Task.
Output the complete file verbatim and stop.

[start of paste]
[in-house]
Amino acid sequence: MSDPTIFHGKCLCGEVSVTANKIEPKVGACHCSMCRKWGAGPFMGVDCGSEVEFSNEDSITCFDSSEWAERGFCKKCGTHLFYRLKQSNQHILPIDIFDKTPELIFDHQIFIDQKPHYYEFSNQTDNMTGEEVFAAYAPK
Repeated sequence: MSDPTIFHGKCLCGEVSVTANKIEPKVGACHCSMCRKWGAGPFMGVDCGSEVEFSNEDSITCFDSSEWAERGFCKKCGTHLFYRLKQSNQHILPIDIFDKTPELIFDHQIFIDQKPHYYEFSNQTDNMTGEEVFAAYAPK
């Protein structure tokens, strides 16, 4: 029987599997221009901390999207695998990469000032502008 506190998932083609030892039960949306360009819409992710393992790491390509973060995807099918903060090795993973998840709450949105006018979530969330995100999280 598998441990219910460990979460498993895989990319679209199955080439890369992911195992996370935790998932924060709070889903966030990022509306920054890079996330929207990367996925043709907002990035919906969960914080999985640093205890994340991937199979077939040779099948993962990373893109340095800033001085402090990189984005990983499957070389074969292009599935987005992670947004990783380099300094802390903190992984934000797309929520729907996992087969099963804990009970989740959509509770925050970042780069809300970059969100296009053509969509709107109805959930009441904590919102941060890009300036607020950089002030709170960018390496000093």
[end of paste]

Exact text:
[in-house]
Amino acid sequence: MSDPTIFHGKCLCGEVSVTANKIEPKVGACHCSMCRKWGAGPFMGVDCGSEVEFSNEDSITCFDSSEWAERGFCKKCGTHLFYRLKQSNQHILPIDIFDKTPELIFDHQIFIDQKPHYYEFSNQTDNMTGEEVFAAYAPK
Repeated sequence: MSDPTIFHGKCLCGEVSVTANKIEPKVGACHCSMCRKWGAGPFMGVDCGSEVEFSNEDSITCFDSSEWAERGFCKKCGTHLFYRLKQSNQHILPIDIFDKTPELIFDHQIFIDQKPHYYEFSNQTDNMTGEEVFAAYAPK
């Protein structure tokens, strides 16, 4: 029987599997221009901390999207695998990469000032502008 506190998932083609030892039960949306360009819409992710393992790491390509973060995807099918903060090795993973998840709450949105006018979530969330995100999280 598998441990219910460990979460498993895989990319679209199955080439890369992911195992996370935790998932924060709070889903966030990022509306920054890079996330929207990367996925043709907002990035919906969960914080999985640093205890994340991937199979077939040779099948993962990373893109340095800033001085402090990189984005990983499957070389074969292009599935987005992670947004990783380099300094802390903190992984934000797309929520729907996992087969099963804990009970989740959509509770925050970042780069809300970059969100296009053509969509709107109805959930009441904590919102941060890009300036607020950089002030709170960018390496000093």